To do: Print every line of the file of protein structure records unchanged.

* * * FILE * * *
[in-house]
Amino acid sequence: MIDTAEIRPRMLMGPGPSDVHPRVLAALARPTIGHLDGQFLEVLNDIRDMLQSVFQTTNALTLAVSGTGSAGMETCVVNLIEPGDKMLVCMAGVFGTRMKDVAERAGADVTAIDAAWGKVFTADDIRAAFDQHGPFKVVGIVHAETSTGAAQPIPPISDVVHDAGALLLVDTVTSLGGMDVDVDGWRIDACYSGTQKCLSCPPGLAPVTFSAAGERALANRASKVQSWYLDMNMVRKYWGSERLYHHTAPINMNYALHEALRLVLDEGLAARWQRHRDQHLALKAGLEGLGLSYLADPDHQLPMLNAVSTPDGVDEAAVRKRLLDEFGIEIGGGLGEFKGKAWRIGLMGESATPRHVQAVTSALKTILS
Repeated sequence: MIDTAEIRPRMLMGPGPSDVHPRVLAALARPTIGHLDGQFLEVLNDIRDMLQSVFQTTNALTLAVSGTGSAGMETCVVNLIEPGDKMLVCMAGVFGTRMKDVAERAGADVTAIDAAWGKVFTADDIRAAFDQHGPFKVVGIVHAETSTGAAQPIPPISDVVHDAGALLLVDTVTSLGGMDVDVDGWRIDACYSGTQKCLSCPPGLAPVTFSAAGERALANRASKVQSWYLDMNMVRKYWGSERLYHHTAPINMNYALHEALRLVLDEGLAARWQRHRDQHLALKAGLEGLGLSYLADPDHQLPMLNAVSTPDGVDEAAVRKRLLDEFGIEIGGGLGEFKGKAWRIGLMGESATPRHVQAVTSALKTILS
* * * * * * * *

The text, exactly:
[in-house]
Amino acid sequence: MIDTAEIRPRMLMGPGPSDVHPRVLAALARPTIGHLDGQFLEVLNDIRDMLQSVFQTTNALTLAVSGTGSAGMETCVVNLIEPGDKMLVCMAGVFGTRMKDVAERAGADVTAIDAAWGKVFTADDIRAAFDQHGPFKVVGIVHAETSTGAAQPIPPISDVVHDAGALLLVDTVTSLGGMDVDVDGWRIDACYSGTQKCLSCPPGLAPVTFSAAGERALANRASKVQSWYLDMNMVRKYWGSERLYHHTAPINMNYALHEALRLVLDEGLAARWQRHRDQHLALKAGLEGLGLSYLADPDHQLPMLNAVSTPDGVDEAAVRKRLLDEFGIEIGGGLGEFKGKAWRIGLMGESATPRHVQAVTSALKTILS
Repeated sequence: MIDTAEIRPRMLMGPGPSDVHPRVLAALARPTIGHLDGQFLEVLNDIRDMLQSVFQTTNALTLAVSGTGSAGMETCVVNLIEPGDKMLVCMAGVFGTRMKDVAERAGADVTAIDAAWGKVFTADDIRAAFDQHGPFKVVGIVHAETSTGAAQPIPPISDVVHDAGALLLVDTVTSLGGMDVDVDGWRIDACYSGTQKCLSCPPGLAPVTFSAAGERALANRASKVQSWYLDMNMVRKYWGSERLYHHTAPINMNYALHEALRLVLDEGLAARWQRHRDQHLALKAGLEGLGLSYLADPDHQLPMLNAVSTPDGVDEAAVRKRLLDEFGIEIGGGLGEFKGKAWRIGLMGESATPRHVQAVTSALKTILS